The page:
Yes, I am an inveterate gear whore. I am partial to flashlights, knives, multi-tools, EMS equipment, and watches, but when I get my hands on something that fits multiple categories, I am particularly giddy. In this case, the StatGear T3 Tactical Auto Rescue Tool (pictured below) hits 4 out of 5.

StatGear T3 Tactucal Auto Rescue Tool. Image © Statgear.comI picked up a StatGear T3 and the StatGear EMS Tek-Tool (reviewed here) pretty much at the same time. There is a bit of overlap between the two tools (both have a steel tip window punch, both have a 440C steel strap cutter/hook knife) but there’s a lot more difference than similarity in my mind. Both have their place in my preverbal tool chest.

The first impression was good. The T3 packaging was a normal plastic peg-hook display package with those impossible-to-open seams that mid-range retail knives are usually in, where the Tek-Tool was a small box, more like a pen. The T3 was displayed as partially opened in the package, with both the hook blade and the half-serrated drop point blade exposed. The semi-rigid sheath was on the back side of the package.

A word about the sheath: It is a bit on the bulky side, due to it being semi-rigid. That means that the pocket is pre-formed and holds its shape even without the tool in the sheath. The flap of the sheath is secured closed with a snap on the front. Hook and loop would also allow the sheath to self-secure, where the snap has to be positively closed. The back of the sheath has three loops: Two for horizontal carry, and one for vertical carry. The option of waring the sheath in either orientation is a good thing.

Both the hook blade and the drop point blade have a thumb-stud to assist opening. The drop point is on one edge of the handle, while the hook is back-to-back with it, on the other side. In this configuration, the cutting edges of the blades are essentially opposite each other. I tried to open both blades while wearing my Mechanix fleece gloves (the thickest ones that I have available) and was pleased to see that both blades were s chinch to open. The blades are both liner lock, so closing them is a challenge one-handed, but they appear to be very secure against accidental closure when open. There is also a noticeable detent when opening the blades, so they stay closed unless and until you put some effort into opening either one.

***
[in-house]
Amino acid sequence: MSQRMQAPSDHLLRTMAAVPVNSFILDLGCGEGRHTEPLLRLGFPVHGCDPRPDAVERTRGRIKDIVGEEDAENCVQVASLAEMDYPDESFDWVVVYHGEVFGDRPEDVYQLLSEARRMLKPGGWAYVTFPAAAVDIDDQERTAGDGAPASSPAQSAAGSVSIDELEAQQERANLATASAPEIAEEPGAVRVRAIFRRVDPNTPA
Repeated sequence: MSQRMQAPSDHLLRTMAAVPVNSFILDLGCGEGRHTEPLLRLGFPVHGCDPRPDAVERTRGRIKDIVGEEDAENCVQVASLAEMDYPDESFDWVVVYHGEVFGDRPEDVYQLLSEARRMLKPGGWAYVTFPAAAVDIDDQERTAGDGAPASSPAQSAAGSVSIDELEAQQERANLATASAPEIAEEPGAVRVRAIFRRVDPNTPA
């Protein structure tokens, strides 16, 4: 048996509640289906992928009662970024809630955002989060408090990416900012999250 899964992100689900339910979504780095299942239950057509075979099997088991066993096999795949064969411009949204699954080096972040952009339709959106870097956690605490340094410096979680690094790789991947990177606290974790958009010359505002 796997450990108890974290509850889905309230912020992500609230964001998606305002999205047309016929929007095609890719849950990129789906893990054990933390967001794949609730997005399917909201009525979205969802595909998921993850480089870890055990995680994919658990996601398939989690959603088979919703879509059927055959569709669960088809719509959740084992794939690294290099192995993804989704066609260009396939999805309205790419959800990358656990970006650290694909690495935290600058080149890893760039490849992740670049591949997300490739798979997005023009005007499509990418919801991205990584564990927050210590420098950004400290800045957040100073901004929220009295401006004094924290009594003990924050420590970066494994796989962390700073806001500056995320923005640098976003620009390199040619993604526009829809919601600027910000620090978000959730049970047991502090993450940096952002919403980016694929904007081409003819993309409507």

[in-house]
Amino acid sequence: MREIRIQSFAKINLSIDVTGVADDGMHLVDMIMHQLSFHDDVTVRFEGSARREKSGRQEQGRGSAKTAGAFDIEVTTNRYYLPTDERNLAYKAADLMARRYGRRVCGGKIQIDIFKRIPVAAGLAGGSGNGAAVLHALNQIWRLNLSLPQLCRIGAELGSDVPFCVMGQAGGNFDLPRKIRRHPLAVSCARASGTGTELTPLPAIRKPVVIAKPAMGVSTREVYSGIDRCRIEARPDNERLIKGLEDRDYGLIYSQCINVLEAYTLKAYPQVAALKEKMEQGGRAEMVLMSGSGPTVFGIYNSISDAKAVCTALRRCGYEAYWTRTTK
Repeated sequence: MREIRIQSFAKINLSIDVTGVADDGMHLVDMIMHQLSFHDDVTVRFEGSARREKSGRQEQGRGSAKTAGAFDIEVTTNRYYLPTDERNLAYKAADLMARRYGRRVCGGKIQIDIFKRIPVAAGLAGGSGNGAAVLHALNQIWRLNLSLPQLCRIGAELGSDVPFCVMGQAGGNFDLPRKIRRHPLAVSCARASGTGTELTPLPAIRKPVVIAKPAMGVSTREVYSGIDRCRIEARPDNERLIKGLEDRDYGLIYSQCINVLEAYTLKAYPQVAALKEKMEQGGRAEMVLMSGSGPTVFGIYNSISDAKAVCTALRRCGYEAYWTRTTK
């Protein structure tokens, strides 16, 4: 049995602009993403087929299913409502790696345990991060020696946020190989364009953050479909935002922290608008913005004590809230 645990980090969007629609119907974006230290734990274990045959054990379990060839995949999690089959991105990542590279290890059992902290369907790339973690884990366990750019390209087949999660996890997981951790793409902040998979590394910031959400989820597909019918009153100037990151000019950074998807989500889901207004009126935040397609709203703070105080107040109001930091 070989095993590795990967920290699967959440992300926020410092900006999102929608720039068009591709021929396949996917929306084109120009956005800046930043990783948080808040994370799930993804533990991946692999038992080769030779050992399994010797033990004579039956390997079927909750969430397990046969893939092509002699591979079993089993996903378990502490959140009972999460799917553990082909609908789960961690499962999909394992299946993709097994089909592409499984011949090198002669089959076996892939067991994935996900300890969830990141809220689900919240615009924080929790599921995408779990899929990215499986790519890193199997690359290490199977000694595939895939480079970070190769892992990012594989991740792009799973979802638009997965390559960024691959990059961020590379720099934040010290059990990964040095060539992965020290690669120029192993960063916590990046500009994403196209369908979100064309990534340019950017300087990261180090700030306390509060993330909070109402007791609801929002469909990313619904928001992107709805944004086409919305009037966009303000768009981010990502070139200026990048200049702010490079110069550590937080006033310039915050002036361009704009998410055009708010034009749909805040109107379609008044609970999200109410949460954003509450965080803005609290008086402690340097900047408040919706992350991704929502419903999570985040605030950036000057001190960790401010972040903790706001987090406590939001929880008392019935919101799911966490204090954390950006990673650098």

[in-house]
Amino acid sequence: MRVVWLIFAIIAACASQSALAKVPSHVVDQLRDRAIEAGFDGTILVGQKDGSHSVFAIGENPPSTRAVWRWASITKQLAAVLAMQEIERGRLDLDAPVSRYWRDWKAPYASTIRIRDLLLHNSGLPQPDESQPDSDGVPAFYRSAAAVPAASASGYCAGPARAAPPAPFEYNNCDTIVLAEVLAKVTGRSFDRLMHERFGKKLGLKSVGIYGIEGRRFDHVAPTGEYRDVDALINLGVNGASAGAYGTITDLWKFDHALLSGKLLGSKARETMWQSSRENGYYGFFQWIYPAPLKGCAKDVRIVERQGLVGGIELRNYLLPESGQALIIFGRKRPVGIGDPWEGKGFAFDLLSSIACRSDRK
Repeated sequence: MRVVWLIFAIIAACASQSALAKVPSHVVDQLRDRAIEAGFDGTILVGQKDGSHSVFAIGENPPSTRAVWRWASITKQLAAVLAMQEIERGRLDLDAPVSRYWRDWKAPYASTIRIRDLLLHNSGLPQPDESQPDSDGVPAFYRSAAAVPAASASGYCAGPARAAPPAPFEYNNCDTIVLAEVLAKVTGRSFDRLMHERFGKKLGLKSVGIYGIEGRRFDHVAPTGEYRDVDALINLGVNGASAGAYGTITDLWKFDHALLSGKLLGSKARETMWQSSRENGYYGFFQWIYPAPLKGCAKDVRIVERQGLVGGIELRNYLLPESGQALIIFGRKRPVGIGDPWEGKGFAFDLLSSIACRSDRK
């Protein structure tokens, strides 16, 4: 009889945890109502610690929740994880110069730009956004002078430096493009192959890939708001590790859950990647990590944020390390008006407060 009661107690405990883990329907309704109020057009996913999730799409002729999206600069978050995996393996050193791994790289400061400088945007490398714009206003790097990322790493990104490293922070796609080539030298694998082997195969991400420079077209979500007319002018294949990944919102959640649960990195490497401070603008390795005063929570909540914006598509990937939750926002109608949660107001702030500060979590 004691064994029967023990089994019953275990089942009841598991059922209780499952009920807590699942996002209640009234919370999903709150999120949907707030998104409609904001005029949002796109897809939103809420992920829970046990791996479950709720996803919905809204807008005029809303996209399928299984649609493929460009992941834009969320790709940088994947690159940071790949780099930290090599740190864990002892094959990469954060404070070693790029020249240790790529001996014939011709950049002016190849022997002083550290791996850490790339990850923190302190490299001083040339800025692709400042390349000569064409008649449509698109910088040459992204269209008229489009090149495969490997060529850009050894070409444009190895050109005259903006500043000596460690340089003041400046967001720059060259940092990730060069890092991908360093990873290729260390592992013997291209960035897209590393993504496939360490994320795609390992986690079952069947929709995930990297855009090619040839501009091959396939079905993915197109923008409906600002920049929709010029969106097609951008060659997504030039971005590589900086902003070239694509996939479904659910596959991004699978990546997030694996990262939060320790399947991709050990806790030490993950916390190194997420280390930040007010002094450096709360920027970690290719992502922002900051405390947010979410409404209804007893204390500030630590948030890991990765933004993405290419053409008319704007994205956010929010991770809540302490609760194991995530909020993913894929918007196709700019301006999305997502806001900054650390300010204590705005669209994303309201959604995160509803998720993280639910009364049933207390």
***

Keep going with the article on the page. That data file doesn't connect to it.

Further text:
The end of the handle opposite the blade hinge is where the spring-loaded window punch resides. I don’t have any auto glass handy, but I activated the punch against my desk to try it out. It didn’t take a tremendous amount of force to activate the punch, but it definitely won’t accidentally fire. I now have a noticeable divot in my desk. 😀

The T3 has a steel pocket clip, should you prefer pocket carry over belt carry. The whole thing is a little bulky for the pocket, in my opinion, measuring just about an inch thick, and weighing in at a good 5.4 ounces. With the size of the T3, I would be challenged to get my hand into my pocket for anything else.